I know it’s unreasonable to expect Harvard professors to be able to do math, but we can:

If Germany has 81.5 million people, and about 18% of them are children, that’s 14.7 million children. Of those, 9.1%, or 1.3 million, are Muslim.

If Germany has about 4.3 million Muslims, and 1.3 million of them are children, then 3 million are adults.

Let’s suppose Germany accepts a modest 1 million refugees a year for just two more years, (for 3 million total,) and they have the same TFR as the folks already in Germany. Now 16% of German children are Muslim.

Keep it up for 9 years (10 million migrants,) and 24% of future voters are Muslim (and that’s not counting the shrinking native German population during this time.)

These are obviously extremely rough numbers, but they are not unreasonable.

If your goal is, “make Germany look more like Lebanon,” then that’s one way to do it. And perhaps the German people are perfectly happy accepting a million migrants a year. But let’s not banter about facile claims like “less than 1 percent” when advocating virtually limitless, long-term immigration policies in a world with over a billion people who would happily move to Germany (or virtually any other Western country) if they could.

Elites think that if elite migration is good for them, then the mass migration of unskilled, illiterate poor folks will be great for proles, and then are confused when the masses do not react with universal jubilation at the results:


The Daily Mail summarizes:
Alexandra Mezher, 22, fatally stabbed at migrant centre where she worked
Her family, who are originally from Lebanon, described her as ‘an angel’ …
A boy, 15, living at centre, arrested on suspicion of murder is from Somalia
Teenage killer was overpowered by other children living at the centre
Swedish police demand more cash to stem rising violence in the country


Italian police have arrested a Senegalese illegal immigrant who prosecutors believe killed Ashley Olsen, a U.S. woman who was found dead in her apartment in Florence last weekend.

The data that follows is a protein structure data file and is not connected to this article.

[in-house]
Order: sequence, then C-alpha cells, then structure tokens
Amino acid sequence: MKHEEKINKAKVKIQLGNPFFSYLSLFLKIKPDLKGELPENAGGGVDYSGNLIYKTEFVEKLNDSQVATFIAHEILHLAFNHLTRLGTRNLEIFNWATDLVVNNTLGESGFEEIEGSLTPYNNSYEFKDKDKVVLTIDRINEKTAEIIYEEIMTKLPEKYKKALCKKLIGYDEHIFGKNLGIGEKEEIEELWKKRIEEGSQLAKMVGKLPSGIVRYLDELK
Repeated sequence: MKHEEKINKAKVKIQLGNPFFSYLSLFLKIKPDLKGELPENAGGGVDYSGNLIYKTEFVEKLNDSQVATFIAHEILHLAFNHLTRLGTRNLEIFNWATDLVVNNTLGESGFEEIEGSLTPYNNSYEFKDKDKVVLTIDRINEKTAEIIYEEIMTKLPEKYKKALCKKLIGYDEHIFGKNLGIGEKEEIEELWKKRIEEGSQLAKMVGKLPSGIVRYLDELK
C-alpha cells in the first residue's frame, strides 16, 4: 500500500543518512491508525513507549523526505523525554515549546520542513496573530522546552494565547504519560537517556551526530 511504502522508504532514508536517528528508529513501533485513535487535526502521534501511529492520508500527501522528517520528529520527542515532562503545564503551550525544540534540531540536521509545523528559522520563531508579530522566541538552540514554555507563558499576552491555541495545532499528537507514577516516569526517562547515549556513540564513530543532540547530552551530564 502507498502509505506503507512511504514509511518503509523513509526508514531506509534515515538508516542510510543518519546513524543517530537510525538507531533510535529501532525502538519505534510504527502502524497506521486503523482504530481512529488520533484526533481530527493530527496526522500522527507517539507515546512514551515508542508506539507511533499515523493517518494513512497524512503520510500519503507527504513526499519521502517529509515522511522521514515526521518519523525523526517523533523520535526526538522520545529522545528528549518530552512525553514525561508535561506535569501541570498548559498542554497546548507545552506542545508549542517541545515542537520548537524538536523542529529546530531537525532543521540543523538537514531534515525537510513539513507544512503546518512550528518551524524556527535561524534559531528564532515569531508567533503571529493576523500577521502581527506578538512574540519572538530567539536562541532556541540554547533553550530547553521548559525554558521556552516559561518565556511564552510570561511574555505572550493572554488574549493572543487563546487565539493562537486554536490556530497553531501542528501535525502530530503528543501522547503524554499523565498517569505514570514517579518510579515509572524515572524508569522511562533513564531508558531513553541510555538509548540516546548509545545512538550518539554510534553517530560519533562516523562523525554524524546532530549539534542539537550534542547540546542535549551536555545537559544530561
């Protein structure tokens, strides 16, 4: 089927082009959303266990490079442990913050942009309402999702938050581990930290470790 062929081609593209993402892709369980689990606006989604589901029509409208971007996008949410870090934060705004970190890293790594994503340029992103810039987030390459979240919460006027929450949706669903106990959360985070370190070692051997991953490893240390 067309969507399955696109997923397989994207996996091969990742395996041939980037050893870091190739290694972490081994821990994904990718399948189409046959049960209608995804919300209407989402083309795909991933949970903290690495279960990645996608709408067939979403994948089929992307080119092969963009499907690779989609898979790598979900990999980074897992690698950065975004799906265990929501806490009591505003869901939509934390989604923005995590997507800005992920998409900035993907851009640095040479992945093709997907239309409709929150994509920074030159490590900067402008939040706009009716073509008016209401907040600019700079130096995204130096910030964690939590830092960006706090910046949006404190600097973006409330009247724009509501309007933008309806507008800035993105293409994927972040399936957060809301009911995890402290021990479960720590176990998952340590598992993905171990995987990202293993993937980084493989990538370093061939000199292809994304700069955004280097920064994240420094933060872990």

“We have collected very serious evidence of his guilt,” Florence chief prosecutor Giuseppe Creazzo told reporters at a news conference on Thursday after the man was arrested and questioned in the early hours of the morning. …

She was strangled in the early hours of Friday, Creazzo said, but the autopsy revealed that she had two fractures to her skull — injuries that would also have proved fatal.



Mamadou Kamara, an 18-year-old from the Ivory Coast, allegedly slit the throat of Vincenzo Solano, 68, and then attacked his Spanish-born wife, Mercedes Ibanez, 70.

Ms Ibanez fell to her death from a second-floor balcony, during a robbery that turned violent. …

Mr Kamara was arrested after police searched his bag on Sunday as he returned to the migrant centre.

Inside they found a mobile telephone, a laptop computer, a video camera and a pair of trousers, allegedly belonging to Mr Solano, that were covered in blood.

source, translation

Of course, Professor Bhabha, living comfortably in Massachusetts, does not have to worry about being raped or murdered by “distress migrants” from Africa let in under the rhetoric that Turkey is not good enough for Syrian refugees.

But Professor Bhabha isn’t just advocating for increased African migration to Europe; she has also noticed that places like Mexico and Honduras have astronomically high murder rates, and therefore wants to let them into the US. Perhaps there is some magical quality to the soil in America that she thinks will make people suddenly be less murderous when they step over the border.


Prudencio Ramirez stands accused of killing his 18 year old girlfriend and her three year old son in Washington State, the Tri-City Herald reports.

Prosecutors say the victims were shot and then stuffed inside a burning car.